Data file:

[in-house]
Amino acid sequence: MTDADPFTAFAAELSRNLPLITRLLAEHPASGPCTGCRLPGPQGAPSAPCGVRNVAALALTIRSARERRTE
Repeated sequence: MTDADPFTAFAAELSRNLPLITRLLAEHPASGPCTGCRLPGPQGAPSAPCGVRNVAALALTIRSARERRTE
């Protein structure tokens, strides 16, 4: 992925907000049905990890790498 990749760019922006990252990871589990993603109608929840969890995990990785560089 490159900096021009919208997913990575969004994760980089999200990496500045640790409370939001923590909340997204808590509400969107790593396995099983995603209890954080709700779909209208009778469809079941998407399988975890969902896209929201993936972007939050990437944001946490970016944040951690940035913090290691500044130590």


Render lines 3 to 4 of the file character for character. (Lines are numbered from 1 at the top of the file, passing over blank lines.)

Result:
Repeated sequence: MTDADPFTAFAAELSRNLPLITRLLAEHPASGPCTGCRLPGPQGAPSAPCGVRNVAALALTIRSARERRTE
């Protein structure tokens, strides 16, 4: 992925907000049905990890790498 990749760019922006990252990871589990993603109608929840969890995990990785560089 490159900096021009919208997913990575969004994760980089999200990496500045640790409370939001923590909340997204808590509400969107790593396995099983995603209890954080709700779909209208009778469809079941998407399988975890969902896209929201993936972007939050990437944001946490970016944040951690940035913090290691500044130590």